The goal of this project is to extend our understanding of the cerebellum, and in particular, how this subcortical structure contributes to human cognition. Diverse lines of research provide compelling evidence that the cerebellum is not only involved in sensorimotor control, but also contributes to a range of cognitive functions. For example, the neuroimaging literature has produced maps of the cerebellum that exhibit a stable functional organization, with much of the cerebellar cortex showing hemodynamic changes that cannot be attributed to movement. Moreover, patients with cerebellar disorders exhibit behavioral impairments on tasks assessing cognitive and affective processing. However, our understanding of the functional role of the cerebellum in cognitive domains remains rudimentary: Functional hypotheses have either been largely descriptive or targeted to account for cerebellar function in a relatively narrow, task-specific manner. The research program outlined in this proposal is designed to address this issue, seeking to develop a mechanistic account of cerebellar function. Theoretically, the work will be guided by a novel hypothesis, namely that the cerebellum is essential for processing that requires the continuous transformation of an internal representation, or CoRT(continuous representational transformation). This hypothesis offers a parsimonious account of how the cerebellum supports performance in diverse task domains. In the context of sensorimotor control, CoRT would entail computations required to move a limb from one position to another and to anticipate the sensory consequences of that movement. In other task domains, the continuous transformation of an internal representation may optimize anticipatory behavior; for example, perception frequently involves the internal transformation of the sensory input to account for atypical viewpoints, and social judgments may benefit continuously simulating the intended actions of another individual. The research program will involve the integrated use of behavioral, computational, and neuroimaging studies. One major component of the behavioral work will focus on the performance of individuals with spinocerebellar ataxia (SCA). This work will involve traditional on-site experiments spanning a broad range of task domains to test the CoRT hypothesis, as well as an ambitious on-line testing program. Through an outreach program facilitated by SCA support networks and collaborations with an international team of researchers, the on-line program should produce a unique database to provide well-powered tests of functional hypotheses, and examine relationships between behavioral performance, etiology, and clinical ratings, and relate these measures with region-specific pathology in the cerebellum. A second major component will build on recent neuroimaging work with healthy young adults that has provided a comprehensive functional map of the human cerebellum though the use of a large battery of tasks. This approach will be used to explore constraints on the organization of the functional map by developing models of cortico-cerebellar connectivity and examining changes over the course of learning. As with the neuropsychological studies, the neuroimaging studies will yield a rich database to evaluate different functional hypotheses, as well as establish norms for comparison with atypical populations. !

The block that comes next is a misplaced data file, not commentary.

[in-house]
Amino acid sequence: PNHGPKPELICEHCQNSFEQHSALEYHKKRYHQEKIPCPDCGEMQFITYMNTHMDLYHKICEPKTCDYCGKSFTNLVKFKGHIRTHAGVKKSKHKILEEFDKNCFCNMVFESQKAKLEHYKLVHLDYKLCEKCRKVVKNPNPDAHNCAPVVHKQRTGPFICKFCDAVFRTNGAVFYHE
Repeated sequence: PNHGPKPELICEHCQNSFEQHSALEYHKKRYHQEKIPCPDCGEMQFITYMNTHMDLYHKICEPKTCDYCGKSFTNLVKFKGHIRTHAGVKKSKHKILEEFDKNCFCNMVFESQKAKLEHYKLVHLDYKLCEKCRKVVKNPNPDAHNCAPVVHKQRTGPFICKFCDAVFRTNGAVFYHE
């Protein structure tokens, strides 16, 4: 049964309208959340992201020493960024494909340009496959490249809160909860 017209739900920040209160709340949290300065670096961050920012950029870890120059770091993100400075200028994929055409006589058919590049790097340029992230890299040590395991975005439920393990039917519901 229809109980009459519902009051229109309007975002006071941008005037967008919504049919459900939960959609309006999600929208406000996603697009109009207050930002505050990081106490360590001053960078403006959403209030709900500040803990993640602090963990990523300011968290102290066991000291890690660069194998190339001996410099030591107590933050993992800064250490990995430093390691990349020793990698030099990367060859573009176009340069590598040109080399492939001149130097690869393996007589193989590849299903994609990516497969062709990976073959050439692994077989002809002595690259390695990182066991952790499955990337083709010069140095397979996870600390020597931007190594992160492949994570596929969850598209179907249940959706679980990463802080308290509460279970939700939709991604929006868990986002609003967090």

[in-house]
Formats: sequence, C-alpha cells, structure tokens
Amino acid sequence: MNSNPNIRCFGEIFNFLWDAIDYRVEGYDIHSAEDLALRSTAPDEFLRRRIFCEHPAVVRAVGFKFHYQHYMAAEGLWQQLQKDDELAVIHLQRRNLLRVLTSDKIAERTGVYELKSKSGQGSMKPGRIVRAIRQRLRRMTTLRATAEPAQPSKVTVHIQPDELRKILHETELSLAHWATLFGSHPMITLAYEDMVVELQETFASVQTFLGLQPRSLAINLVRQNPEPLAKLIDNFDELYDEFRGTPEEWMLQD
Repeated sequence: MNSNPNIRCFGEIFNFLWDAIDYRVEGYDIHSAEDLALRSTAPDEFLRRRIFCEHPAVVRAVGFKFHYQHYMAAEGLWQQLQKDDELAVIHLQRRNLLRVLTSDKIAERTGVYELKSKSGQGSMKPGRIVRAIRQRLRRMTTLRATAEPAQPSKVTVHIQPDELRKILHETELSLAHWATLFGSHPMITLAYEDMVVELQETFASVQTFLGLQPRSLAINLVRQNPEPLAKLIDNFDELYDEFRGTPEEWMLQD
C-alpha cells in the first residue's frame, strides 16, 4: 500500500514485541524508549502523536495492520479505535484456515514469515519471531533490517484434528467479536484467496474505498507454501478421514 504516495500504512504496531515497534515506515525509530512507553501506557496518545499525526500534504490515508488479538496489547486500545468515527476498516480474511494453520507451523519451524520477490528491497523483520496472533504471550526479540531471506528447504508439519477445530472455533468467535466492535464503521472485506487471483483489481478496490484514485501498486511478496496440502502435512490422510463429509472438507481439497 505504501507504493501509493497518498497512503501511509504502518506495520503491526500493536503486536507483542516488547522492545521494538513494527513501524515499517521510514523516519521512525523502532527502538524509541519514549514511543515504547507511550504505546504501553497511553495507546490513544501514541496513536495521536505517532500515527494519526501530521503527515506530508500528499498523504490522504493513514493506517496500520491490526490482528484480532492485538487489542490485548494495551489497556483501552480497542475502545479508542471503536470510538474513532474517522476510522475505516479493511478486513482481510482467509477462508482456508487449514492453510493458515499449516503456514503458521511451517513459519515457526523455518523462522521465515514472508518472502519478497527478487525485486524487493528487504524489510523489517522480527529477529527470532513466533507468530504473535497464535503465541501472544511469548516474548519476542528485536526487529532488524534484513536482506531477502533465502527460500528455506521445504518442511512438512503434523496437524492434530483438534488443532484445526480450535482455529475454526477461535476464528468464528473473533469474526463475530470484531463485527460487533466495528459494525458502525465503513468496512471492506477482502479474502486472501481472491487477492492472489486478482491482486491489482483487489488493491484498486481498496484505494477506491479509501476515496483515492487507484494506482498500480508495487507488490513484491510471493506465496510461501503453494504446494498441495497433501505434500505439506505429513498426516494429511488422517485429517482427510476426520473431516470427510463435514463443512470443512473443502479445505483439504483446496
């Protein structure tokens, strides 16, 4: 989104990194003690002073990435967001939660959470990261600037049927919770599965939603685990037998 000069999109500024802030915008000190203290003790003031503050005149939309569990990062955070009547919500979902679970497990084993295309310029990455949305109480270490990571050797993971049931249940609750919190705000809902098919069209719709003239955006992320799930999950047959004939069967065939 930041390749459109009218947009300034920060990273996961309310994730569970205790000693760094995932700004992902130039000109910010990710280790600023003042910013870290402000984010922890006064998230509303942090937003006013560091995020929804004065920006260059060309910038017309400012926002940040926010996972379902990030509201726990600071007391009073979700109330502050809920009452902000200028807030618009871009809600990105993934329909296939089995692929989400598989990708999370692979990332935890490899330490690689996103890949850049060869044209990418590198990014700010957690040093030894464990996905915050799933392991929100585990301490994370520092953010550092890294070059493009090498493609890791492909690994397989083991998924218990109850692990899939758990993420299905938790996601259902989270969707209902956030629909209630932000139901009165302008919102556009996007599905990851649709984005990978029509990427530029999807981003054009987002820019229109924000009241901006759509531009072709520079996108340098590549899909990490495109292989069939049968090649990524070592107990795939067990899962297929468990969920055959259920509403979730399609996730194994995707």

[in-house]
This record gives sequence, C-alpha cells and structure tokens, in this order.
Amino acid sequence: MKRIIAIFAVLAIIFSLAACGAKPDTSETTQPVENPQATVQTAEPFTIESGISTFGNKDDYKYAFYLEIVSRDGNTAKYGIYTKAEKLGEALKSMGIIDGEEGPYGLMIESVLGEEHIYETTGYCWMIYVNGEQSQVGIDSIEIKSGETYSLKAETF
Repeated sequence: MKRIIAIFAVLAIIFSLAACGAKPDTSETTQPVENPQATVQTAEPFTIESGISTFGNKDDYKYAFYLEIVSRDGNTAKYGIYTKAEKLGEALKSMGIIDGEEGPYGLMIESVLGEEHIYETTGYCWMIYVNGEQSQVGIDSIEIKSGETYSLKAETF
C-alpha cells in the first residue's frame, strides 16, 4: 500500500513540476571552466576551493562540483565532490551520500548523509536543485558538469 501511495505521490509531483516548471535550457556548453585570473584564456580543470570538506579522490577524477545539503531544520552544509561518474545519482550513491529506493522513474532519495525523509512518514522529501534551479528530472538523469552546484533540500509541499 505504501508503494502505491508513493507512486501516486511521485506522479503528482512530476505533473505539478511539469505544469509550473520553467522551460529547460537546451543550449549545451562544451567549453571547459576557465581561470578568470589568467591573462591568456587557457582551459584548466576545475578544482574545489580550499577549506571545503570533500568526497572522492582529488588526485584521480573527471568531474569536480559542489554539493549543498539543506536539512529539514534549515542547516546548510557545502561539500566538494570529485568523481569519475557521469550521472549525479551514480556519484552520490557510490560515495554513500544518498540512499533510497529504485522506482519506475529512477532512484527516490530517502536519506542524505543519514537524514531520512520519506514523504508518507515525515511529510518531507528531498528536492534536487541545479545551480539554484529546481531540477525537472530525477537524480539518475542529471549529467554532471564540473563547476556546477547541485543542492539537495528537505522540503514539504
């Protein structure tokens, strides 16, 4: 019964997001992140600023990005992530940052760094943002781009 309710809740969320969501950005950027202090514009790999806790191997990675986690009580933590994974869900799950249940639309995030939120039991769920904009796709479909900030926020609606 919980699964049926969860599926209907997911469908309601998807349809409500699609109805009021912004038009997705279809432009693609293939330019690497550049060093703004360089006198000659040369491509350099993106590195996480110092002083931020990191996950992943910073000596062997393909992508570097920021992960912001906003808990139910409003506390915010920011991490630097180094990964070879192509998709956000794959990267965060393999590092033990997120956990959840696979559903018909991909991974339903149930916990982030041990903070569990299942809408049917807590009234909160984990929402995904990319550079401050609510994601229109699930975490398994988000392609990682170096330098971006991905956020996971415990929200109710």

Public Health Relevance

! Converging lines of evidence provide compelling evidence that the functional domain of the cerebellum is not restricted to sensorimotor control, but extends to domains as diverse as perception, attention, language, and mathematics. To date, functional hypotheses have either been largely descriptive or targeted to account for cerebellar function in a relatively narrow, task-specific manner. The overarching goal of this research program is to take a more mechanistic approach, one designed to extend our understanding of cerebellar function across multiple task domains through the integrated use of behavioral and neuroimaging studies in healthy and neurologically impaired populations.

National Institute of Health (NIH)
National Institute of Neurological Disorders and Stroke (NINDS)
Unknown (R35)
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Special Emphasis Panel (ZNS1)
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Chen, Daofen
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University of California Berkeley
Schools of Arts and Sciences
United States
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